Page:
What began in 2008 as a passion project in a bedroom studio in Burbank, California has now become a whirlwind endeavor, with energetic and dedicated fans across the globe. Kendall Schmidt (23) is founder of the passionately-adored electro-pop band, Heffron Drive.
Kendall’s passion for music began when he was just a child. As a youngster, Kendall would often recite whole songs after hearing them just once on the radio. Ever the singer, Kendall soon wanted to broaden his musical horizons. Initially, he tried playing the violin and drums, but neither instrument seemed to fit. One day, however, he borrowed his brother’s guitar and from that point forward, he was hooked. Kendall taught himself how to play guitar and eventually released a number of covers on YouTube, which garnered him his first fans.
The initial encounter between Kendall and Dustin, a future Heffron Drive member, occurred at a screening for Kendall’s brother’s movie in Los Angeles, California. The two became instant friends; learning that each was a musician, had been born in the same hospital in Wichita, Kansas, and currently lived on the same street in Burbank, California. That street? You guessed it, was Heffron Drive.
With money he earned from an acting gig, Kendall purchased some recording gear and the two friends embarked on a musical journey, knowing only to trust their ears and passion for music. When the question of what to name the newly formed band arose, Heffron Drive was the perfect fit. The band started uploading songs, to the then-popular Myspace, and soon thereafter began receiving an overwhelming amount of interest. The Internet was buzzing about the new band’s unique music and it wasn’t uncommon to find the play counter hovering around 20,000 plays on any given day.
Around mid-2009, however, and soon after the release of Heffron Drive music, Kendall was asked to become the lead singer of the band, Big Time Rush. He accepted, and BTR rapidly became a global phenomenon, with tens of millions of fans across the globe, millions of records and tickets sold, and performances across three continents. Not wanting Heffron Drive to fall apart during his BTR success, Kendall helped secure Dustin a position as a tour guitarist for the group. Although extremely busy, the two still found time to create music for Heffron Drive.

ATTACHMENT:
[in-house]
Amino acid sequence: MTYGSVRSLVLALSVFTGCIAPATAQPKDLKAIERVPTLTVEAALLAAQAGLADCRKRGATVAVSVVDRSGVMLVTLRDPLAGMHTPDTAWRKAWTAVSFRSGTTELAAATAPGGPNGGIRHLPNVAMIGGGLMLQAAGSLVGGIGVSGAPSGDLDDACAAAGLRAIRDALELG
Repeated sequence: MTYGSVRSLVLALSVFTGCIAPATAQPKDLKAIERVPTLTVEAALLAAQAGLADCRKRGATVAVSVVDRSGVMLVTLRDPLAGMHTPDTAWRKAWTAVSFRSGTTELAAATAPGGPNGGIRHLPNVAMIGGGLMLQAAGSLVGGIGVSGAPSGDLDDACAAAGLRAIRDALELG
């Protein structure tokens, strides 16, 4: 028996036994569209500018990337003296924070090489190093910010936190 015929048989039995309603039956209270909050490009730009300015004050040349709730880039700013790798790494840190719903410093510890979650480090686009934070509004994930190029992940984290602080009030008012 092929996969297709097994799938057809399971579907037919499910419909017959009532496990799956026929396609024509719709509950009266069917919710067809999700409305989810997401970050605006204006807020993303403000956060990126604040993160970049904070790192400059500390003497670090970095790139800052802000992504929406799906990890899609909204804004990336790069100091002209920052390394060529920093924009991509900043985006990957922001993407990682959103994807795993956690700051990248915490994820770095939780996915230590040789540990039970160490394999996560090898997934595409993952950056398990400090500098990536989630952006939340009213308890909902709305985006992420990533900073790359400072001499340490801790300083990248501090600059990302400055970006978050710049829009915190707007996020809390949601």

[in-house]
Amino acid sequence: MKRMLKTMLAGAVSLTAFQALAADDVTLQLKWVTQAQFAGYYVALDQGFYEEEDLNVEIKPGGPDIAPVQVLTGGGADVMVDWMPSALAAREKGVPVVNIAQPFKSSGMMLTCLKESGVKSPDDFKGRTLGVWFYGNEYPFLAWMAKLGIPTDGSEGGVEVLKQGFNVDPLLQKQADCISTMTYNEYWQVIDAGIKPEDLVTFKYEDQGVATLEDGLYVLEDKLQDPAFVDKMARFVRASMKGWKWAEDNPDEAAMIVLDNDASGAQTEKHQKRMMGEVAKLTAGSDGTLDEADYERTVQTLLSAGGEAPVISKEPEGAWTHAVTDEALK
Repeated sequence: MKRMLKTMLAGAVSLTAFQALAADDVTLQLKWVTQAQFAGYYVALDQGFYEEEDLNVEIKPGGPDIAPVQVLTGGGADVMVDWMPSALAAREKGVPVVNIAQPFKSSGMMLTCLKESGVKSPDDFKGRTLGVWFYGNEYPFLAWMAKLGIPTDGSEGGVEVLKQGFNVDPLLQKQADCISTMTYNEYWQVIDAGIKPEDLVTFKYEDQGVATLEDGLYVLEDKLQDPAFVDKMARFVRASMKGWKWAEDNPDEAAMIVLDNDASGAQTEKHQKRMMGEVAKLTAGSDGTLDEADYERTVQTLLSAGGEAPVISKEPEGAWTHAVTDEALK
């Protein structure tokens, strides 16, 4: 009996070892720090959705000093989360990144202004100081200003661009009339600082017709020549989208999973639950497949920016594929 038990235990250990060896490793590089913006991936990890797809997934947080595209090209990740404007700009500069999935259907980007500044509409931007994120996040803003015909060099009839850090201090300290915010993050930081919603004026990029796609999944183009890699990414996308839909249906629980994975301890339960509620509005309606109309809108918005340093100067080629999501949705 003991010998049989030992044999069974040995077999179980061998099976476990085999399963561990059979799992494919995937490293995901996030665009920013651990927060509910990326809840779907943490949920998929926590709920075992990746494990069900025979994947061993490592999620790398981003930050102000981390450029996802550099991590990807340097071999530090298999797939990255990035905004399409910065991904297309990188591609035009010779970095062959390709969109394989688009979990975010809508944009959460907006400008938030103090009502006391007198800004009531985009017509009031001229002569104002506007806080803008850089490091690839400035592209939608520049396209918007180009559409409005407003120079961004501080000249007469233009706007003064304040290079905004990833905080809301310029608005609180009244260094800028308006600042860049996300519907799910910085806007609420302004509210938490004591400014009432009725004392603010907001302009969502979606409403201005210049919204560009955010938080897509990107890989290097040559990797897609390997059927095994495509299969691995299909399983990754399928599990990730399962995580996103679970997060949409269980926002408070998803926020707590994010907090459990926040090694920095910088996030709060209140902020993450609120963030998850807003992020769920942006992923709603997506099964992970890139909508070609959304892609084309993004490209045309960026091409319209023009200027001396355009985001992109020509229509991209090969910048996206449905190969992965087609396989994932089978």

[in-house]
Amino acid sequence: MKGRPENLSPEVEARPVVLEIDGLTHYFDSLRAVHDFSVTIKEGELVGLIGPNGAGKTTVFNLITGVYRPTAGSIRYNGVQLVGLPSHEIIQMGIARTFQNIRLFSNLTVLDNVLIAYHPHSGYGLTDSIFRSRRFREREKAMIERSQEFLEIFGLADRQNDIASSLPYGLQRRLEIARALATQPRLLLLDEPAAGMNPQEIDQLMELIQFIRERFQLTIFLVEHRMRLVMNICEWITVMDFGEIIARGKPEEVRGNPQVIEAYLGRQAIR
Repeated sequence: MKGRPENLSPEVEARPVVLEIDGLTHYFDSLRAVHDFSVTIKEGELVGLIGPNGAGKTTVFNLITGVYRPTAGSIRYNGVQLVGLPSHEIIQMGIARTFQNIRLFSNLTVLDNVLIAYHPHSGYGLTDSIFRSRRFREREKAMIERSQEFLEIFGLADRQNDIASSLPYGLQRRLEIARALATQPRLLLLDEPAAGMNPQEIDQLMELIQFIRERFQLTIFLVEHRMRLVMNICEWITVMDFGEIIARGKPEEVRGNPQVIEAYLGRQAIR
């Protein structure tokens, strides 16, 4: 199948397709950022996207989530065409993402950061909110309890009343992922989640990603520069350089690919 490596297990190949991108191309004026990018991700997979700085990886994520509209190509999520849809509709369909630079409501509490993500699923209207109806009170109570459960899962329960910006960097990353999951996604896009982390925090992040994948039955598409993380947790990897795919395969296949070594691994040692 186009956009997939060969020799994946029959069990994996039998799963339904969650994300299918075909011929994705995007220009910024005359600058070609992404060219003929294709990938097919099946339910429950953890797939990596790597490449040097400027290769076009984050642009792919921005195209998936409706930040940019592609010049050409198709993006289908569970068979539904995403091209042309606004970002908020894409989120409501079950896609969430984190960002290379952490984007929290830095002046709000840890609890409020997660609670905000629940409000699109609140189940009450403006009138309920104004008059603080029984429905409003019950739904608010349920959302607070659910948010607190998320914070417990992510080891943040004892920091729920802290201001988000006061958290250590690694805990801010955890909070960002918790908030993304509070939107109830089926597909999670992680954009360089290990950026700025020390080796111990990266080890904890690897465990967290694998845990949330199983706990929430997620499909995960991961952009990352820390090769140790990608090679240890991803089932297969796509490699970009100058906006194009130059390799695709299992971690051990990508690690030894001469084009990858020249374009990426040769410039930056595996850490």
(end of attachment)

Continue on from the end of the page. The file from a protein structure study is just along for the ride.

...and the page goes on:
With constant forward momentum, Heffron Drive is now preparing a full-scale launch into the world of irresistible electro-pop music. Infusing infectious melodies, unforgettable hooks, and beamingly beautiful lyrics, Heffron Drive promises to bring that lovable, relatable, missing-piece-of-the-puzzle to today’s music scene.
Eric Dash started writing songs when he was 8 years old by taking popular songs on the radio and making his own versions of lyrics and melody. When he turned 13 he started writing music with his guitar.
While his early influences consisted of pop-punk icons such as Blink 182, Eric also listened to John Mayer, the Goo Goo Dolls, Dashboard Confessional, Justin Timberlake to influence his writing...See More
Eric Dash is a singer/songwriter who just recorded an album in LA with producer Jack Joseph Puig (John Mayer/Goo Goo Dolls/No Doubt). The record sounds like a mix of John Mayer's "Room For Squares" with a touch of Owl City electronica and Maroon 5 funk. In accompaniment to the music, Eric's wispy vocals slide through the catchy melodies seamlessly all while he sounds completely authentic about each lyric sang. This is definitely a pop artist on the rise.
Ariana & The ROSE